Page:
At least it's good for your postcount.
____________________________
Theophany wrote:
YOU'RE AN ELITIST @#%^ AETHIEN, NO WONDER YOU HAVE NO FRIENDS AND PEOPLE HATE YOU.
someproteinguy wrote:
Aethien you take more terrible pictures than a Japanese tourist.
Astarin wrote:
One day, Maz, you'll learn not to click on anything Aeth links.
#8 Jan 01 2014 at 6:06 PM Rating: Good
Official Shrubbery Waterer
*****
14,134 posts
His Excellency Aethien wrote:
At least it's good for your postcount.

Indeed.
____________________________
Jophiel wrote:
I managed to be both retarded and entertaining.

#9 Jan 01 2014 at 6:16 PM Rating: Good
******
44,484 posts
Good. Bad. I'm the guy with the keyboard.
____________________________
George Carlin wrote:
I think it’s the duty of the comedian to find out where the line is drawn and cross it deliberately.
#10 Jan 01 2014 at 7:24 PM Rating: Good
******
27,272 posts
You don't need any more +1's anyway.
____________________________
Theophany wrote:
YOU'RE AN ELITIST @#%^ AETHIEN, NO WONDER YOU HAVE NO FRIENDS AND PEOPLE HATE YOU.
someproteinguy wrote:
Aethien you take more terrible pictures than a Japanese tourist.
Astarin wrote:
One day, Maz, you'll learn not to click on anything Aeth links.
#11 Jan 01 2014 at 11:20 PM Rating: Good
Official Shrubbery Waterer
*****
14,134 posts
His Excellency Aethien wrote:
You don't need any more +1's anyway.
Probably not.
____________________________
Jophiel wrote:
I managed to be both retarded and entertaining.

#12 Jan 03 2014 at 6:23 PM Rating: Good
Drama Nerdvana
******
20,672 posts
Tested in Canada back in the 70's.

http://en.wikipedia.org/wiki/Mincome

http://www.cbc.ca/news/canada/manitoba/1970s-manitoba-poverty-experiment-called-a-success-1.868562
____________________________
Bode - 100 Holy Paladin - Lightbringer
#13 Jan 03 2014 at 6:40 PM Rating: Default
Encyclopedia
******
31,946 posts
I meant to respond to this back when it was first posted, but I forgot, then got distracted by holiday stuff. But, since it's been bumped (and I'm bored), here's my take.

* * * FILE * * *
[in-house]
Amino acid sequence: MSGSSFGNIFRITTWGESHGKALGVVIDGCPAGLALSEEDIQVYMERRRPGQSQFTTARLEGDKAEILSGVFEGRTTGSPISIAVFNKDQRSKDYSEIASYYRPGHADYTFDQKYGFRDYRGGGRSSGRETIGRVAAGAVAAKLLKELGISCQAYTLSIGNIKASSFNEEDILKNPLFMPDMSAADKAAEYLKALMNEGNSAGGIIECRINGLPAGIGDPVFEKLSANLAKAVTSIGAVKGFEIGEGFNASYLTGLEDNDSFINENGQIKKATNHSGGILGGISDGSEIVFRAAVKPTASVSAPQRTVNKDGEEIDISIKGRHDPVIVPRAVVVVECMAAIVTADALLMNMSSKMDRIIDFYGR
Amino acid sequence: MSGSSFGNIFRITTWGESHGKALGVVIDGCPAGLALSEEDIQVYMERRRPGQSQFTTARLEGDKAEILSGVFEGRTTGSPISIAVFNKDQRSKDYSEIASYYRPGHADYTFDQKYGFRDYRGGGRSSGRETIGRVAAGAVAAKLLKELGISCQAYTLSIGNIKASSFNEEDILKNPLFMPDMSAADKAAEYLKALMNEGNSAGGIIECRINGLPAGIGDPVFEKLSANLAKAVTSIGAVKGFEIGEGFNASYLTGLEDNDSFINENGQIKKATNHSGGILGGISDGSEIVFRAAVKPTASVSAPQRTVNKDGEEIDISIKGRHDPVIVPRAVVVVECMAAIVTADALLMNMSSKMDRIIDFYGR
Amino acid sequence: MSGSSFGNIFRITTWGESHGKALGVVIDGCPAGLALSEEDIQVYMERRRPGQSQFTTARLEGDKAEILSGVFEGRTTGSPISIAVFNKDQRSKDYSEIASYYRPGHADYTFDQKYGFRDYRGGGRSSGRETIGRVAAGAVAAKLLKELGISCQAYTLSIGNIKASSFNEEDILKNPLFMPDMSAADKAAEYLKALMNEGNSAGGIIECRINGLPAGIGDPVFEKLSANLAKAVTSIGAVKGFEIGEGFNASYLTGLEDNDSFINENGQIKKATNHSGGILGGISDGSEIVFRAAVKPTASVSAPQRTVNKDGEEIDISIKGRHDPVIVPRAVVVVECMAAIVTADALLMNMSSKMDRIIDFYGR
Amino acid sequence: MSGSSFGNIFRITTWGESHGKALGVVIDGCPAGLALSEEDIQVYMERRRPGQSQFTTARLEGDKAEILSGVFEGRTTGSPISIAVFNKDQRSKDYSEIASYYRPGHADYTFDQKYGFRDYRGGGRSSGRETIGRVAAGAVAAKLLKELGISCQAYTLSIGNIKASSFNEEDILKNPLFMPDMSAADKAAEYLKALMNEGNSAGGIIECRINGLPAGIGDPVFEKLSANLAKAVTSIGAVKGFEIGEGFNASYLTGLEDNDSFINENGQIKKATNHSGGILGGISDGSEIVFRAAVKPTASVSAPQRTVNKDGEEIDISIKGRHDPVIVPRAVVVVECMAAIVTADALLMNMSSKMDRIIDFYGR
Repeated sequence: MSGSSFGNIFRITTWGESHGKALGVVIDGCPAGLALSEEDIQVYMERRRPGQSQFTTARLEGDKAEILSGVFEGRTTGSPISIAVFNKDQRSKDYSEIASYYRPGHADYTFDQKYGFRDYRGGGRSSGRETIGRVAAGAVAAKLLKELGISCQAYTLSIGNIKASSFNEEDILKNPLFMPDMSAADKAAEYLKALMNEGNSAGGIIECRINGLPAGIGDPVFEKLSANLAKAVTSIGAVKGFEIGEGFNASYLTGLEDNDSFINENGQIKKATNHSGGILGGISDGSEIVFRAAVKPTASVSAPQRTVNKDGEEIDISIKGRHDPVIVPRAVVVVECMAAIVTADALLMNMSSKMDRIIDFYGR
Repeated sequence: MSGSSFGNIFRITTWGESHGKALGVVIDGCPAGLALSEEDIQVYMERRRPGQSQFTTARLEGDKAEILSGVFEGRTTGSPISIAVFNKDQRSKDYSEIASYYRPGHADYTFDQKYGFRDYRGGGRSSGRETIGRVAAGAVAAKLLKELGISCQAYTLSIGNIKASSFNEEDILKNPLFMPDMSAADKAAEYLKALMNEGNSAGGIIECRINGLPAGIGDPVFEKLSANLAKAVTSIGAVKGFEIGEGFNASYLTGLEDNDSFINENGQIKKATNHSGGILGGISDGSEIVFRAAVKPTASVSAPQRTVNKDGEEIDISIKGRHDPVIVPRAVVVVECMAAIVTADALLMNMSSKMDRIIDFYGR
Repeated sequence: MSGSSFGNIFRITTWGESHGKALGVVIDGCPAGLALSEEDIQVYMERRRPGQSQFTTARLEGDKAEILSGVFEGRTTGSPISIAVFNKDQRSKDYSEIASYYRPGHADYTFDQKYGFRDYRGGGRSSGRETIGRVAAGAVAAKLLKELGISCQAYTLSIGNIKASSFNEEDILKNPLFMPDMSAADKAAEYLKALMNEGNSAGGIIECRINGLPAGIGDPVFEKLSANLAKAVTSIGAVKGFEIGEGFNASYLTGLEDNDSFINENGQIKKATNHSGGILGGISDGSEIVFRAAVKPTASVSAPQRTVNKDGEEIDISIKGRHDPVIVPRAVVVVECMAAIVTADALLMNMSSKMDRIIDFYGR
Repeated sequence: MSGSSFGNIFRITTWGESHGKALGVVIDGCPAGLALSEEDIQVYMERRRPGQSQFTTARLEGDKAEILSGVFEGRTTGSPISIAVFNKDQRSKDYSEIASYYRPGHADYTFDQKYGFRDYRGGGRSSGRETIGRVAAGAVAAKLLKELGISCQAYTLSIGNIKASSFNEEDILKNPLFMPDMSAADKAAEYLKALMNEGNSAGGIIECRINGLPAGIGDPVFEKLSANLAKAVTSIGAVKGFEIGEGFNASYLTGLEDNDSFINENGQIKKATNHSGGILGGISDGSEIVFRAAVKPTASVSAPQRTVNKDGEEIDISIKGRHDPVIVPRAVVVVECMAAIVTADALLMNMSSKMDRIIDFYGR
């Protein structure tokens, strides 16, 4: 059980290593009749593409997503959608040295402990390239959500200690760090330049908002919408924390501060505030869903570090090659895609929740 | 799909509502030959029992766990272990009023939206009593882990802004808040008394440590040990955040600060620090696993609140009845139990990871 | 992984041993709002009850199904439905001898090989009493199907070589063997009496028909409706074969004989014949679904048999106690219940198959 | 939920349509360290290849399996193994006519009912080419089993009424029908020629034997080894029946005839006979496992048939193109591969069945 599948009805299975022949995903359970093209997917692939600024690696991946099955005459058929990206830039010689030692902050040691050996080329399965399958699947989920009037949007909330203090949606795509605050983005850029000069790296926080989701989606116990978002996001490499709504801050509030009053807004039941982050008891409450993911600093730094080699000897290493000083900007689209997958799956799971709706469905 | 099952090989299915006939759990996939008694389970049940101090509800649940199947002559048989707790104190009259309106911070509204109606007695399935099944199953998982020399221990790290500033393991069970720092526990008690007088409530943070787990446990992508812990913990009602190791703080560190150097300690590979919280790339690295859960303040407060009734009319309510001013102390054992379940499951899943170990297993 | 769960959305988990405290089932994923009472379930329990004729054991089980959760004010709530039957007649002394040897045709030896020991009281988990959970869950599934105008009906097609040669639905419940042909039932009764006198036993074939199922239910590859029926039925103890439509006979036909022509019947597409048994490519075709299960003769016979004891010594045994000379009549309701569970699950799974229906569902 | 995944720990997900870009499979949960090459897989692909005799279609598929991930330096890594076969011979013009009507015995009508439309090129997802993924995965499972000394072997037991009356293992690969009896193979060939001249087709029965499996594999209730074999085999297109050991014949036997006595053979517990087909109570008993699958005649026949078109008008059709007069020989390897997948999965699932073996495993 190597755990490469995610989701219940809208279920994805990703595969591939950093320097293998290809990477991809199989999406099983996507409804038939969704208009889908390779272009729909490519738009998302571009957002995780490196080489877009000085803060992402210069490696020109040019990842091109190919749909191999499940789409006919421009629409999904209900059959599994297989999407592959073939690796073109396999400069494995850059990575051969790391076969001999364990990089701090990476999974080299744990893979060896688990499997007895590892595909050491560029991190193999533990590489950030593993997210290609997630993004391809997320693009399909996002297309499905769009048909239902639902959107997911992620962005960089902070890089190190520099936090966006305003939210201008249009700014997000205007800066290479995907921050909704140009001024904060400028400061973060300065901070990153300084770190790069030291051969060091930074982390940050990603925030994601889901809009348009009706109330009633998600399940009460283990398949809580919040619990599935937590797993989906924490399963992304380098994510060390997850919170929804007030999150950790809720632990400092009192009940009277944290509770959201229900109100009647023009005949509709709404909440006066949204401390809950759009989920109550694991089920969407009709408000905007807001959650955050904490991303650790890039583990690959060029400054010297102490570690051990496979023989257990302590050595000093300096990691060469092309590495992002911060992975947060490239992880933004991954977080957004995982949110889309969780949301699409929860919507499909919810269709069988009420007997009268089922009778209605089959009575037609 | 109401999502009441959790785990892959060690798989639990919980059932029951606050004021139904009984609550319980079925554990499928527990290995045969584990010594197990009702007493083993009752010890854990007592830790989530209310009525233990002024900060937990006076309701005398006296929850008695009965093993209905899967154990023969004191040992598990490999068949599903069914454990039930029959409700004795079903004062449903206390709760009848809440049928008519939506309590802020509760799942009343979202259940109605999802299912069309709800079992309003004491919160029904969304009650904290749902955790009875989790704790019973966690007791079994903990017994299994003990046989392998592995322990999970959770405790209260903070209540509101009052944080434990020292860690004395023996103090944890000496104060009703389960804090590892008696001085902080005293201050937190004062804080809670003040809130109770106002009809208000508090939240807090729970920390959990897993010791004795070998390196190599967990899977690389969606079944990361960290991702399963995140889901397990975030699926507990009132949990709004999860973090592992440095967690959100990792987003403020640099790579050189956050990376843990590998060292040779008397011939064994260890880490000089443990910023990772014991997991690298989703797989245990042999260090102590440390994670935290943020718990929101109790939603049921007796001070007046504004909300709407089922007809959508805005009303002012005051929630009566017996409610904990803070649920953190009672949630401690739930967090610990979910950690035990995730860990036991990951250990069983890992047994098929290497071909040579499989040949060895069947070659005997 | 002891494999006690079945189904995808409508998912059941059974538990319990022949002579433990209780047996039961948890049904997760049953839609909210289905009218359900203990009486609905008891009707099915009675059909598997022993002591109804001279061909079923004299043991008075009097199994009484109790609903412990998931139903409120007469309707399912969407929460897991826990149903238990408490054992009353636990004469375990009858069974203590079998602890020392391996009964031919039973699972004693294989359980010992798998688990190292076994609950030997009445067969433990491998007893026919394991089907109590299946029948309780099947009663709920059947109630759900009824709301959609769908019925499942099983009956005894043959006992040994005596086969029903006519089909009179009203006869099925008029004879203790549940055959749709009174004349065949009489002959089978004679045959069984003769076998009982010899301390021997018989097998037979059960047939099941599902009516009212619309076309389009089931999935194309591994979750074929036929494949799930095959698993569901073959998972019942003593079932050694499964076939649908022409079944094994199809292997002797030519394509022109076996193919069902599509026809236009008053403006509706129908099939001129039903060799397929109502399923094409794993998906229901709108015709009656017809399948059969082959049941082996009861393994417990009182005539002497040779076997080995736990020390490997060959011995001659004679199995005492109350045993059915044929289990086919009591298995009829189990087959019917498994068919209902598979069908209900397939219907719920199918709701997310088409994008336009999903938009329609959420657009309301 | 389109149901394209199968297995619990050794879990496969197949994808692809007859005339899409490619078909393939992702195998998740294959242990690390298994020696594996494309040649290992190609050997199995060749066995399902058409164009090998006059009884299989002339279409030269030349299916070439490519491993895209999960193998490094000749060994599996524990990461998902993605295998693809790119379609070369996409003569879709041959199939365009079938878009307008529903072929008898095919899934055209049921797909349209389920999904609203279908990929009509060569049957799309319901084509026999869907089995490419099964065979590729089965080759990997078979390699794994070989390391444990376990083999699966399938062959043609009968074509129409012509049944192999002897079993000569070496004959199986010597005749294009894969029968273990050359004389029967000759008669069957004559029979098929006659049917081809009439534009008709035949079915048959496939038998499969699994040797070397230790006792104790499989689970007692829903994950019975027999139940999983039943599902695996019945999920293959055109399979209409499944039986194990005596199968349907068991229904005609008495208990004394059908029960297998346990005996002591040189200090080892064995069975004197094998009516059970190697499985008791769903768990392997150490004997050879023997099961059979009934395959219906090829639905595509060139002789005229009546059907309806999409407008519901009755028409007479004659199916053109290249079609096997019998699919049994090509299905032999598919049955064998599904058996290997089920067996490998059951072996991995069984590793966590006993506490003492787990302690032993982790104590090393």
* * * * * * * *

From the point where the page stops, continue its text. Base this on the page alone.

First off, I don't think that the labels used in the accompanying sources directly translate to US political parties, so it's misleading to translate it that way. They specifically use the labels "Liberalist" and "Republican" to distinguish between two specific approaches to liberty (not being interfered with versus not having a dominating force controlling you). Those are subtle differences in otherwise very very similar positions, and not at all to be confused with modern US political differences between conservatives and liberals (much less Republicans and Democrats).

Secondly, there's a huge caveat that's being ignored here. The Republican position (as defined in the source articles) makes a case for UBI *if* it can be assured that such a thing does not involve a domineering power and danger of such a thing being used as a means of control. Which really shouldn't be a surprise to anyone. I've argued myself in the past that if we lived in some kind of future Star Trek world where scarcity was more or less eliminated (abundant/cheap power combined with replication technology in that case), then we absolutely could provide everyone with some basic level of living and allow their work to simply add to that as they wish. This is fine because absent scarcity, one person getting a free ride doesn't represent a "cost" to anyone else.


But in the real world in which we live, one person getting a free ride does come at a cost to others. We need a large percentage of our population to be productive workers in order to maintain ourselves. Thus, a UBI would always require some sort of domineering force to take from those producing to provide for those who are not. It's unlikely that a sufficient number of people would continue working under a UBI system to provide for all, and almost certainly what would happen would be the same sort of thing we've seen every time something like this has been attempted: Forced labor and harsh penalties for those who don't work. So no free rides and less freedom. Ergo. Not a good solution.
____________________________
King Nobby wrote:
More words please
#14 Jan 03 2014 at 8:19 PM Rating: Excellent
******
44,484 posts
gbaji wrote: